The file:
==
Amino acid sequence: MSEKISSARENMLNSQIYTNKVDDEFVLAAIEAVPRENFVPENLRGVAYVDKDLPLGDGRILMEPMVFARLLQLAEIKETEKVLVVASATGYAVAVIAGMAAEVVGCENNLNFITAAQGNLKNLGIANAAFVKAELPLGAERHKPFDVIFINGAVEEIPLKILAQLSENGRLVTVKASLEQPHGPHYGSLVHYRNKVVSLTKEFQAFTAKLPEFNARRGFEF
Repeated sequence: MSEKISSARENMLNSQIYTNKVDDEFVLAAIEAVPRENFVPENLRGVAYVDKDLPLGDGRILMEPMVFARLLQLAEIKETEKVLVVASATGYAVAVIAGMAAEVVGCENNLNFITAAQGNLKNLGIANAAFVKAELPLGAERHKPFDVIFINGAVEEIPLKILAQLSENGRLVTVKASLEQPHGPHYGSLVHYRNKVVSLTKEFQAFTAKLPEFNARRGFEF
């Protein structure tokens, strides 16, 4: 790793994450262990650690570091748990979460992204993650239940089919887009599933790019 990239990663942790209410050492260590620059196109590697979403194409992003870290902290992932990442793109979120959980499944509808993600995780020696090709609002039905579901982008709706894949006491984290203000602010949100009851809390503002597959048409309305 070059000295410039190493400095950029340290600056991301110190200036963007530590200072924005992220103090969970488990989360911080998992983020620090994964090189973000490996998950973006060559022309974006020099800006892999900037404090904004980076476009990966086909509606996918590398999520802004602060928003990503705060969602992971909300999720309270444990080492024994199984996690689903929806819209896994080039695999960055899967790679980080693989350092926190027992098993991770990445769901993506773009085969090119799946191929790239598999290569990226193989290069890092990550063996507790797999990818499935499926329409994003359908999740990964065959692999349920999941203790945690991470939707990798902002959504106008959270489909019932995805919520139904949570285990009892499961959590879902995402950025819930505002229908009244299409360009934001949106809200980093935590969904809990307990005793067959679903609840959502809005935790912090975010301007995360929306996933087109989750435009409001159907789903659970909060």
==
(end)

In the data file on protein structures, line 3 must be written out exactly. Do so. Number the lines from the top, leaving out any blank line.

């Protein structure tokens, strides 16, 4: 790793994450262990650690570091748990979460992204993650239940089919887009599933790019 990239990663942790209410050492260590620059196109590697979403194409992003870290902290992932990442793109979120959980499944509808993600995780020696090709609002039905579901982008709706894949006491984290203000602010949100009851809390503002597959048409309305 070059000295410039190493400095950029340290600056991301110190200036963007530590200072924005992220103090969970488990989360911080998992983020620090994964090189973000490996998950973006060559022309974006020099800006892999900037404090904004980076476009990966086909509606996918590398999520802004602060928003990503705060969602992971909300999720309270444990080492024994199984996690689903929806819209896994080039695999960055899967790679980080693989350092926190027992098993991770990445769901993506773009085969090119799946191929790239598999290569990226193989290069890092990550063996507790797999990818499935499926329409994003359908999740990964065959692999349920999941203790945690991470939707990798902002959504106008959270489909019932995805919520139904949570285990009892499961959590879902995402950025819930505002229908009244299409360009934001949106809200980093935590969904809990307990005793067959679903609840959502809005935790912090975010301007995360929306996933087109989750435009409001159907789903659970909060």